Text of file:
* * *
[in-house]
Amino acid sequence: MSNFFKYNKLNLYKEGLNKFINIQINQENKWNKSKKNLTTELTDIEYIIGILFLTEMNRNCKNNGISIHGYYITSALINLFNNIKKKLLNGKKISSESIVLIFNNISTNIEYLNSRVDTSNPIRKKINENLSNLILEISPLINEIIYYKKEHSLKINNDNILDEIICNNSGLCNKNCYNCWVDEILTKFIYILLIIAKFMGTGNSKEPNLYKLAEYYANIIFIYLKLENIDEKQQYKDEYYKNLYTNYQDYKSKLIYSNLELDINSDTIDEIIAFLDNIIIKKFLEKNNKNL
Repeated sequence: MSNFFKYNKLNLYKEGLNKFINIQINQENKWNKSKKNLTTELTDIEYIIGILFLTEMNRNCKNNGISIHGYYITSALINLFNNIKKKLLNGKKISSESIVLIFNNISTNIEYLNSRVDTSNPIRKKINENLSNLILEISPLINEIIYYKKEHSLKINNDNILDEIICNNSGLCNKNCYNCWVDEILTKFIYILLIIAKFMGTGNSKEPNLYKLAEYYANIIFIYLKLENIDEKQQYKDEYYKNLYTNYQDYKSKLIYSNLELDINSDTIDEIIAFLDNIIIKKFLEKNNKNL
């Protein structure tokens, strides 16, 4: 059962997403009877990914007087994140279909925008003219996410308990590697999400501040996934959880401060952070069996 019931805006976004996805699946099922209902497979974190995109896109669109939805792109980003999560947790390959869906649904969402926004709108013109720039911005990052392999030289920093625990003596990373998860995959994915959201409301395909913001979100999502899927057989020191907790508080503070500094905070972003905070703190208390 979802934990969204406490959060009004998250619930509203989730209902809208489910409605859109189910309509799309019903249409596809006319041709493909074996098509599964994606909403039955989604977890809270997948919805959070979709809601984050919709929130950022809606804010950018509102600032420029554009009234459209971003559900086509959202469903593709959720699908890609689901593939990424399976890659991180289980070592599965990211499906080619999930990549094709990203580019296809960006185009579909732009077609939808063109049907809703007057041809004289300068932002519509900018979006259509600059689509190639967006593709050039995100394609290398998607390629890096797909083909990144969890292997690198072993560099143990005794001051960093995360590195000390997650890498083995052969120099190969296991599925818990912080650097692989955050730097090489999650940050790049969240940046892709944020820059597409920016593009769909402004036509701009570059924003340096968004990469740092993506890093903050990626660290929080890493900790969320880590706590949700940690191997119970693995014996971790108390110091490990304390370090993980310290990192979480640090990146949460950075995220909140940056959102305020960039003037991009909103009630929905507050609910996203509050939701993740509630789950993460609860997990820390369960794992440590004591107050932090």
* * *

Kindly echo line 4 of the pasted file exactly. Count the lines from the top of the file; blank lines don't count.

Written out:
């Protein structure tokens, strides 16, 4: 059962997403009877990914007087994140279909925008003219996410308990590697999400501040996934959880401060952070069996 019931805006976004996805699946099922209902497979974190995109896109669109939805792109980003999560947790390959869906649904969402926004709108013109720039911005990052392999030289920093625990003596990373998860995959994915959201409301395909913001979100999502899927057989020191907790508080503070500094905070972003905070703190208390 979802934990969204406490959060009004998250619930509203989730209902809208489910409605859109189910309509799309019903249409596809006319041709493909074996098509599964994606909403039955989604977890809270997948919805959070979709809601984050919709929130950022809606804010950018509102600032420029554009009234459209971003559900086509959202469903593709959720699908890609689901593939990424399976890659991180289980070592599965990211499906080619999930990549094709990203580019296809960006185009579909732009077609939808063109049907809703007057041809004289300068932002519509900018979006259509600059689509190639967006593709050039995100394609290398998607390629890096797909083909990144969890292997690198072993560099143990005794001051960093995360590195000390997650890498083995052969120099190969296991599925818990912080650097692989955050730097090489999650940050790049969240940046892709944020820059597409920016593009769909402004036509701009570059924003340096968004990469740092993506890093903050990626660290929080890493900790969320880590706590949700940690191997119970693995014996971790108390110091490990304390370090993980310290990192979480640090990146949460950075995220909140940056959102305020960039003037991009909103009630929905507050609910996203509050939701993740509630789950993460609860997990820390369960794992440590004591107050932090």